Complexity

Volume 2017, Article ID 9404193, 13 pages

https://doi.org/10.1155/2017/9404193

## Formation Tracking of Heterogeneous Mobile Agents Using Distance and Area Constraints

^{1}Engineering Department, Universidad Iberoamericana, 01219 Mexico City, Mexico^{2}Electrical Engineering Department, Universidad Católica del Uruguay, 11600 Montevideo, Uruguay^{3}Physics and Mathematics Department, Universidad Iberoamericana, 01219 Mexico City, Mexico^{4}Mathematics Department, Universidad Católica del Uruguay, 11600 Montevideo, Uruguay

Correspondence should be addressed to E. D. Ferreira-Vazquez; yu.ude.ucu@ierrefne

Received 26 May 2017; Accepted 9 August 2017; Published 20 September 2017

Academic Editor: Michele Scarpiniti

Copyright © 2017 E. G. Hernandez-Martinez et al. This is an open access article distributed under the Creative Commons Attribution License, which permits unrestricted use, distribution, and reproduction in any medium, provided the original work is properly cited.

#### Abstract

This paper presents two formation tracking control strategies for a combined set of single and double integrator agents with an arbitrary undirected communication topology. The first approach is based on the design of distance-based potential functions with interagent collision avoidance using local information about the distance and orientation between agents and the desired trajectory. The second approach adds signed area constraints to the desired formation specification and a control strategy that uses distance as well as area terms is designed to achieve tracking convergence. Numerical simulations show the performance from both control laws.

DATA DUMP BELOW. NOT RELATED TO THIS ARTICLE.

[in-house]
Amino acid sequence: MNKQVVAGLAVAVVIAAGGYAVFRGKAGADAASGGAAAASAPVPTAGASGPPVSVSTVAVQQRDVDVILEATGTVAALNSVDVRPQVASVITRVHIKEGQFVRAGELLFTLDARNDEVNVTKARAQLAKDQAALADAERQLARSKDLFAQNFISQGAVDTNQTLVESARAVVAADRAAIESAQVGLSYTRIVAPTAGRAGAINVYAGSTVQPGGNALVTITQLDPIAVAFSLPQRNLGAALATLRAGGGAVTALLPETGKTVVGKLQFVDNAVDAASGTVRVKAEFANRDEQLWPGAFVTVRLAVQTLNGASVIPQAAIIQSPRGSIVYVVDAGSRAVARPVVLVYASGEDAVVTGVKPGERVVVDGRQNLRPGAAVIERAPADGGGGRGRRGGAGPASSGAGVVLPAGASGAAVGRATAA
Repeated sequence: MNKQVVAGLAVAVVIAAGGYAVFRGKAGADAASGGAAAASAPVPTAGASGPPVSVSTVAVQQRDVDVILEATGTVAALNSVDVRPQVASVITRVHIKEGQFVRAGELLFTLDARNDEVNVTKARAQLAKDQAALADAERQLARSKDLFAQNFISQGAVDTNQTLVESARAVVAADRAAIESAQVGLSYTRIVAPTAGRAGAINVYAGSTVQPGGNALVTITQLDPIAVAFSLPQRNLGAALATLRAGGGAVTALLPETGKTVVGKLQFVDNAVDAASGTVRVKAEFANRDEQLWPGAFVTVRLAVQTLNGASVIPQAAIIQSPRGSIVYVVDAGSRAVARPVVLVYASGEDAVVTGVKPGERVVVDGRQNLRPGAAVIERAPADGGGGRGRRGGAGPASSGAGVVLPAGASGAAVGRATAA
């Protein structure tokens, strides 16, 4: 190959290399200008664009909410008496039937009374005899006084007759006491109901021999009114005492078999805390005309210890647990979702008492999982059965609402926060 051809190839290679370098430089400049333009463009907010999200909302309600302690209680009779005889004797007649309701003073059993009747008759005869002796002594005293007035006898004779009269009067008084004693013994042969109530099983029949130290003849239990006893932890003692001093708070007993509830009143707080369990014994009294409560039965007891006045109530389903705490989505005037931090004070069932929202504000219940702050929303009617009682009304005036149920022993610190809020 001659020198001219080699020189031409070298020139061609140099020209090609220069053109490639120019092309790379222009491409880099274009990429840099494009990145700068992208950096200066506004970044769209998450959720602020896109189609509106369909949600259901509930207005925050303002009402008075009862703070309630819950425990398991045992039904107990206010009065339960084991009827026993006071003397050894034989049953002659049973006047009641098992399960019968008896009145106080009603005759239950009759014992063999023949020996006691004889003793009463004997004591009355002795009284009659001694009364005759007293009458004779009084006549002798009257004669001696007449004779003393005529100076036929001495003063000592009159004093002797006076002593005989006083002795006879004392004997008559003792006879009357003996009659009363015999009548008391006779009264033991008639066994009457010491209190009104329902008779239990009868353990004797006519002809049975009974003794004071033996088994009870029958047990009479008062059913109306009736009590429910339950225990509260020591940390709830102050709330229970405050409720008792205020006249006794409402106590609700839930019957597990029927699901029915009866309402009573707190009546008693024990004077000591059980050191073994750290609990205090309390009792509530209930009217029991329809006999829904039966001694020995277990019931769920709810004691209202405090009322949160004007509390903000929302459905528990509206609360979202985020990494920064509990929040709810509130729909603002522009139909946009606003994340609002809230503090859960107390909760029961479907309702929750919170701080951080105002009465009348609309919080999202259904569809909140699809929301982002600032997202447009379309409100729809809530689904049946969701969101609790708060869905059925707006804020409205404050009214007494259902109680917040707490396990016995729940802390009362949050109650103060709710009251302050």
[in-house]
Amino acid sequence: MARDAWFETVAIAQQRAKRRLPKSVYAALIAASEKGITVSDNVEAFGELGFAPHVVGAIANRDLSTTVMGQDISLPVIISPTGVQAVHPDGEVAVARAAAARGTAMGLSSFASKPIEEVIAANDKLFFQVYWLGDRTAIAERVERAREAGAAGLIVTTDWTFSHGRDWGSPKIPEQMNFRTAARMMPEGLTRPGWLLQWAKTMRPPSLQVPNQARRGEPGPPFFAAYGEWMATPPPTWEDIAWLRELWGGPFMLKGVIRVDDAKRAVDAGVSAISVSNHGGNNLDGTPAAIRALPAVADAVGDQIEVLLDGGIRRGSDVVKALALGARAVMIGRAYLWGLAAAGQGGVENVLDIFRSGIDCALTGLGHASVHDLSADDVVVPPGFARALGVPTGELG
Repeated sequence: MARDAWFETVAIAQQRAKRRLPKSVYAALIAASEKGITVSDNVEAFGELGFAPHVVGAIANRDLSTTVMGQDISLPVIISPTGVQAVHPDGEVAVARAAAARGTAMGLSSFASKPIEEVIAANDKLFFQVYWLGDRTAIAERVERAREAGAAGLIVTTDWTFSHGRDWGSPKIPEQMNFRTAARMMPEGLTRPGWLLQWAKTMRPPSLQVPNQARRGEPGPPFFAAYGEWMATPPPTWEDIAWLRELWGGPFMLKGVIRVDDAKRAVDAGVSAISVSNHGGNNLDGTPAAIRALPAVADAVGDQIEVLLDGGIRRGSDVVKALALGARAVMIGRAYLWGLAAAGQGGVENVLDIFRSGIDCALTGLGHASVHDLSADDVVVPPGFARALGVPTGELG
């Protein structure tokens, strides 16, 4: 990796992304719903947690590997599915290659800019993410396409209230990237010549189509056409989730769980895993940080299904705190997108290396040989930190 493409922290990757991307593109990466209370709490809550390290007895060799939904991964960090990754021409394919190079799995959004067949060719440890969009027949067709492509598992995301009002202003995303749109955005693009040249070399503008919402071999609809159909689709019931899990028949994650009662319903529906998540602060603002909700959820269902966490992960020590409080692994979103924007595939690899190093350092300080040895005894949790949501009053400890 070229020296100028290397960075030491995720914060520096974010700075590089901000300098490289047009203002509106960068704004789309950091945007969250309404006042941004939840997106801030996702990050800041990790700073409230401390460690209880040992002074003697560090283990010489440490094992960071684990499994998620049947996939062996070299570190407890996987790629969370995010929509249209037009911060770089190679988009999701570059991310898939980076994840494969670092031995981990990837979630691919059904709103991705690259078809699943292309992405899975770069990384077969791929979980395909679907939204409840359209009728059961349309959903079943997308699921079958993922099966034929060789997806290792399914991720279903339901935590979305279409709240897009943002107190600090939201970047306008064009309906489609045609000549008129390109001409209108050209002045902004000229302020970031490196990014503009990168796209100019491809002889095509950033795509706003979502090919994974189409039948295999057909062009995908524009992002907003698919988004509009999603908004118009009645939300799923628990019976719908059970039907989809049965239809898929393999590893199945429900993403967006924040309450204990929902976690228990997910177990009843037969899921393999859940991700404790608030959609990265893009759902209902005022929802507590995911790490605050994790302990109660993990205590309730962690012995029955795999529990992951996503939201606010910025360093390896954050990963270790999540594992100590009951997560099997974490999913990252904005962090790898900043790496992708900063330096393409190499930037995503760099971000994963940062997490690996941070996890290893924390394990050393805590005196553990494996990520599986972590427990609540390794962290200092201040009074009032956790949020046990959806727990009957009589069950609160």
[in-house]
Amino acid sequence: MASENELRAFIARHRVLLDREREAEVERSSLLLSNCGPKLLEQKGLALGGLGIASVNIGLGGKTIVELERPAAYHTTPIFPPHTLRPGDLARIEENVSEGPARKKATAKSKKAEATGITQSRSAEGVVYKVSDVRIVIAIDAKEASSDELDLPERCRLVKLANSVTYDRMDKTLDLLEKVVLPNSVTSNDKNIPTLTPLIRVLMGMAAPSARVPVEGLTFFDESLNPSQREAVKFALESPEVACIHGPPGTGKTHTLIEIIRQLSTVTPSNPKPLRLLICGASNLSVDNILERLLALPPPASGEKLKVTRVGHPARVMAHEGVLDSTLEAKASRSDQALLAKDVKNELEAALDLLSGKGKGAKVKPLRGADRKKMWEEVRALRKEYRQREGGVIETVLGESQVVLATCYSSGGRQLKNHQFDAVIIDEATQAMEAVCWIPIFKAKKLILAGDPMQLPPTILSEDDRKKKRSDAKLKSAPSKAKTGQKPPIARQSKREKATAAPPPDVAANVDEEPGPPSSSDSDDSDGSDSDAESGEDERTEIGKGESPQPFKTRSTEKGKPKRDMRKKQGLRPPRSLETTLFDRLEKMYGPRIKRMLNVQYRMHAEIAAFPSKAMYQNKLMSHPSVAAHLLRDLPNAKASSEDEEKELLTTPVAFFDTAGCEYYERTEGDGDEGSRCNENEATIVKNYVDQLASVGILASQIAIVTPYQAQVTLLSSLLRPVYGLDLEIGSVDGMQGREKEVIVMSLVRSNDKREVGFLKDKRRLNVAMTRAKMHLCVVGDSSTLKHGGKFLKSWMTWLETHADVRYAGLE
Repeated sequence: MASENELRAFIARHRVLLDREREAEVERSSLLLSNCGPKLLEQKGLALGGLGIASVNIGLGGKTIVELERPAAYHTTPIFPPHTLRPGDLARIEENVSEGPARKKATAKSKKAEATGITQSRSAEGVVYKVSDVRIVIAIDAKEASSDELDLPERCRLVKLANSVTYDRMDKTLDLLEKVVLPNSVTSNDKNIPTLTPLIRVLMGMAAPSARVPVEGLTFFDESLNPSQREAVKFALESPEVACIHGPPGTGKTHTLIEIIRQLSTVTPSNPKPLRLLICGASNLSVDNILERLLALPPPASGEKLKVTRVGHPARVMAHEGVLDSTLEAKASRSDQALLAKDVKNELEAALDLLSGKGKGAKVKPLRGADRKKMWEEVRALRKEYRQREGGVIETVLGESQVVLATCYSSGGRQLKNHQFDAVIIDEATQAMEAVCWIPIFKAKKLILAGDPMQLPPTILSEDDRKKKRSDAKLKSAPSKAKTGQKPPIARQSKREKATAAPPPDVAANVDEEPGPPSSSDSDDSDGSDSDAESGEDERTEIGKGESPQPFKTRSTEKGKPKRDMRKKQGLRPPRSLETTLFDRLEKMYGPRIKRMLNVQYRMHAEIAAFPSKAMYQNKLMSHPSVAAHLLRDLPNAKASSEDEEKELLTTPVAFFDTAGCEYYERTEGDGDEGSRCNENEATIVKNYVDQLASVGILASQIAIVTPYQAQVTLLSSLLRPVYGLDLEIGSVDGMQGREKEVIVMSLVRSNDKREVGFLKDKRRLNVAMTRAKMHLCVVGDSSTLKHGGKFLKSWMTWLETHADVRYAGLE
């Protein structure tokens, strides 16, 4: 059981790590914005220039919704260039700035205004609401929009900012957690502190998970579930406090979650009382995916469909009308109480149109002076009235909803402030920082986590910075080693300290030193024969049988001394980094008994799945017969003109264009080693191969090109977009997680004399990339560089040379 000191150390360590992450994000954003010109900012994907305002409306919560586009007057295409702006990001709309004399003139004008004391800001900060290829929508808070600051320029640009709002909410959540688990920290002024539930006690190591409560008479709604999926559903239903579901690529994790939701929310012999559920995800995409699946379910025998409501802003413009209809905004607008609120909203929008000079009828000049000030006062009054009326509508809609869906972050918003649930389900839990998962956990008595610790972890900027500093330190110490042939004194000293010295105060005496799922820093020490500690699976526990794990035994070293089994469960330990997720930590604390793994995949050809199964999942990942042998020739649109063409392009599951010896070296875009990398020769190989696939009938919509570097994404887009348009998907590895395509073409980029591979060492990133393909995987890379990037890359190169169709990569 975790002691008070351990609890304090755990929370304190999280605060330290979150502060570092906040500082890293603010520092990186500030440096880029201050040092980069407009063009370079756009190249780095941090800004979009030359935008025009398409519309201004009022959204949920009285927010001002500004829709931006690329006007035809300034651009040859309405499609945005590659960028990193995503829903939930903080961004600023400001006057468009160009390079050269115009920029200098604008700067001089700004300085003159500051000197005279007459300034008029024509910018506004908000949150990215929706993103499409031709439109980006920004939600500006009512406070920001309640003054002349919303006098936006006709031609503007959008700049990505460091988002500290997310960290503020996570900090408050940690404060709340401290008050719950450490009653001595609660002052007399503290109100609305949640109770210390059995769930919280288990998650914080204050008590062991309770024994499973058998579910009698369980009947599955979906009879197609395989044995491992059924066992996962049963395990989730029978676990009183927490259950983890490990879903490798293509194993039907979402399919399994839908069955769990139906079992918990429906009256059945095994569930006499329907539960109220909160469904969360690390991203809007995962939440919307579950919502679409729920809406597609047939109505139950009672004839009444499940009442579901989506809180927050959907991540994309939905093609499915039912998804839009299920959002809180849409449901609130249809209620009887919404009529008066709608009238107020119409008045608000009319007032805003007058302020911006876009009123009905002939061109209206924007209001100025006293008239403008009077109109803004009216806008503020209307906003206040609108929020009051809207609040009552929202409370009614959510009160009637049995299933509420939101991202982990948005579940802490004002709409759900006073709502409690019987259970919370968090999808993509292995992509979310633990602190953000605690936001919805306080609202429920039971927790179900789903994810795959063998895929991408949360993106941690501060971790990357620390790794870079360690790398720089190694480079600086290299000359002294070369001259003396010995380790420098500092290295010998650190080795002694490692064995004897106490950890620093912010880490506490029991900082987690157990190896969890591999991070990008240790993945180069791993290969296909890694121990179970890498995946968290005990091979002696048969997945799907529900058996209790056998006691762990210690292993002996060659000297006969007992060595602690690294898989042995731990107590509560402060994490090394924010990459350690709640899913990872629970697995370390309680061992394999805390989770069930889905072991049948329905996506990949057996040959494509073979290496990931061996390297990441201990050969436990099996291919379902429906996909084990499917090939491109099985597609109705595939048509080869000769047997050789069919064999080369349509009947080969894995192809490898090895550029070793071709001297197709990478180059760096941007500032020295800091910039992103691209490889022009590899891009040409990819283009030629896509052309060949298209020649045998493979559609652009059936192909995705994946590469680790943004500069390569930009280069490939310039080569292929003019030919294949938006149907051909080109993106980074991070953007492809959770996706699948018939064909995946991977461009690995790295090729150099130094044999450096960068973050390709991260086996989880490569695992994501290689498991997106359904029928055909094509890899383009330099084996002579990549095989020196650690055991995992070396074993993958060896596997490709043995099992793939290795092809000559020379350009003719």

#### 1. Introduction

The consensus problem of multiagent systems has gained considerable interest in the research community recently. For instance, Shang and Ye [1] proposed a leader-follower nonlinear distributed control algorithm for single integrator agents, based on local information such that the following agents track their corresponding leaders. Higher order multiagent systems have been studied by Wang et al. [2] using multiple Lyapunov functions, showing that consensus can be reached under a switching topology within a finite set of digraphs with an average delay time between changes.